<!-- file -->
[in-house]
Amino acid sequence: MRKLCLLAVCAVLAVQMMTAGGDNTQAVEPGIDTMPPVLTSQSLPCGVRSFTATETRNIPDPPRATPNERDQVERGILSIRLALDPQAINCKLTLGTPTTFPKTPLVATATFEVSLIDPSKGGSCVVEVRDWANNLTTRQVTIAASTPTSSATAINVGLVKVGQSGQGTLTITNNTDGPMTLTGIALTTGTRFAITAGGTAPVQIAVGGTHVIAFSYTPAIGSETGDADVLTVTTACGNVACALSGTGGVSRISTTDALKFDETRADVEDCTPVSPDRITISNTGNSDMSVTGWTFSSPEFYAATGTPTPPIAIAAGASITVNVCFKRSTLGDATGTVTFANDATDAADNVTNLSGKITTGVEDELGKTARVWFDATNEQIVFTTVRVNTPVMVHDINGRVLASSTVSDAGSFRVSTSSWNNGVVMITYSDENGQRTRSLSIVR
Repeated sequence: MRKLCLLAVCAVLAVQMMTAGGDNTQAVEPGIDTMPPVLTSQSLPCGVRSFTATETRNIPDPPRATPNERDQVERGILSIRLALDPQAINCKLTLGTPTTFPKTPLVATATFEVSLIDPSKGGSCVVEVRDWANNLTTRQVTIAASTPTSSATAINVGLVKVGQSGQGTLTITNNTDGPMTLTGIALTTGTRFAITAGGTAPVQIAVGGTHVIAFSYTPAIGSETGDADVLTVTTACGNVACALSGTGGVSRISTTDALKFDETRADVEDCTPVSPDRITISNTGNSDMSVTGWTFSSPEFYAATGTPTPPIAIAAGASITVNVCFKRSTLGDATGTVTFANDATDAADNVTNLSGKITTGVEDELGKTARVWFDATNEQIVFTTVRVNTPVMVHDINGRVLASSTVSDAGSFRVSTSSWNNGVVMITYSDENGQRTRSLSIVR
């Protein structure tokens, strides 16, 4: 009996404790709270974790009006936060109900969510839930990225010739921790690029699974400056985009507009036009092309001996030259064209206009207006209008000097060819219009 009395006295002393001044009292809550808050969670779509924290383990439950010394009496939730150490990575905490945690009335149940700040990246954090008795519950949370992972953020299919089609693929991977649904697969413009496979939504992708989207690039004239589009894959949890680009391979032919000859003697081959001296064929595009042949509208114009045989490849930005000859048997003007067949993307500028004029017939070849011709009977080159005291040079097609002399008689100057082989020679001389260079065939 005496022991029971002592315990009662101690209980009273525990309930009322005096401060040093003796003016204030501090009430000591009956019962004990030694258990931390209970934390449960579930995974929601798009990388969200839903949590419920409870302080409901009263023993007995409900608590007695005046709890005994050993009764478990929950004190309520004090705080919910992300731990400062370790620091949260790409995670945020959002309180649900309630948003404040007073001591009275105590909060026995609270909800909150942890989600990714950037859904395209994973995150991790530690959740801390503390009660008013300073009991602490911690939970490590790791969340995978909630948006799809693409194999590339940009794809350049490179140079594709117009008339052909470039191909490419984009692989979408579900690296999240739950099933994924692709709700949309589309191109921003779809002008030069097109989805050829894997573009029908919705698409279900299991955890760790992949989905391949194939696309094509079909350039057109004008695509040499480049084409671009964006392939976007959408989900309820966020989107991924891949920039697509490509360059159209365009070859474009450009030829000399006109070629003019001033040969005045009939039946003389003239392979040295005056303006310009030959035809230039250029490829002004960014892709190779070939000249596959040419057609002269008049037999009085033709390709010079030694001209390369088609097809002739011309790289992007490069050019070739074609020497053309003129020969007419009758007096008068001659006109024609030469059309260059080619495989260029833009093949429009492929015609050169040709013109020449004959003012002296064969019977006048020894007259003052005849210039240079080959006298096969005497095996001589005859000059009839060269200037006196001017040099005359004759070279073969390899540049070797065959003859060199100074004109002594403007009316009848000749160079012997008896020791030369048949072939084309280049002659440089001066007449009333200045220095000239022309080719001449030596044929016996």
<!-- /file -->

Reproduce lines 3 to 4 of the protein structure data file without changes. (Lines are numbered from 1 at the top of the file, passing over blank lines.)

Repeated sequence: MRKLCLLAVCAVLAVQMMTAGGDNTQAVEPGIDTMPPVLTSQSLPCGVRSFTATETRNIPDPPRATPNERDQVERGILSIRLALDPQAINCKLTLGTPTTFPKTPLVATATFEVSLIDPSKGGSCVVEVRDWANNLTTRQVTIAASTPTSSATAINVGLVKVGQSGQGTLTITNNTDGPMTLTGIALTTGTRFAITAGGTAPVQIAVGGTHVIAFSYTPAIGSETGDADVLTVTTACGNVACALSGTGGVSRISTTDALKFDETRADVEDCTPVSPDRITISNTGNSDMSVTGWTFSSPEFYAATGTPTPPIAIAAGASITVNVCFKRSTLGDATGTVTFANDATDAADNVTNLSGKITTGVEDELGKTARVWFDATNEQIVFTTVRVNTPVMVHDINGRVLASSTVSDAGSFRVSTSSWNNGVVMITYSDENGQRTRSLSIVR
């Protein structure tokens, strides 16, 4: 009996404790709270974790009006936060109900969510839930990225010739921790690029699974400056985009507009036009092309001996030259064209206009207006209008000097060819219009 009395006295002393001044009292809550808050969670779509924290383990439950010394009496939730150490990575905490945690009335149940700040990246954090008795519950949370992972953020299919089609693929991977649904697969413009496979939504992708989207690039004239589009894959949890680009391979032919000859003697081959001296064929595009042949509208114009045989490849930005000859048997003007067949993307500028004029017939070849011709009977080159005291040079097609002399008689100057082989020679001389260079065939 005496022991029971002592315990009662101690209980009273525990309930009322005096401060040093003796003016204030501090009430000591009956019962004990030694258990931390209970934390449960579930995974929601798009990388969200839903949590419920409870302080409901009263023993007995409900608590007695005046709890005994050993009764478990929950004190309520004090705080919910992300731990400062370790620091949260790409995670945020959002309180649900309630948003404040007073001591009275105590909060026995609270909800909150942890989600990714950037859904395209994973995150991790530690959740801390503390009660008013300073009991602490911690939970490590790791969340995978909630948006799809693409194999590339940009794809350049490179140079594709117009008339052909470039191909490419984009692989979408579900690296999240739950099933994924692709709700949309589309191109921003779809002008030069097109989805050829894997573009029908919705698409279900299991955890760790992949989905391949194939696309094509079909350039057109004008695509040499480049084409671009964006392939976007959408989900309820966020989107991924891949920039697509490509360059159209365009070859474009450009030829000399006109070629003019001033040969005045009939039946003389003239392979040295005056303006310009030959035809230039250029490829002004960014892709190779070939000249596959040419057609002269008049037999009085033709390709010079030694001209390369088609097809002739011309790289992007490069050019070739074609020497053309003129020969007419009758007096008068001659006109024609030469059309260059080619495989260029833009093949429009492929015609050169040709013109020449004959003012002296064969019977006048020894007259003052005849210039240079080959006298096969005497095996001589005859000059009839060269200037006196001017040099005359004759070279073969390899540049070797065959003859060199100074004109002594403007009316009848000749160079012997008896020791030369048949072939084309280049002659440089001066007449009333200045220095000239022309080719001449030596044929016996």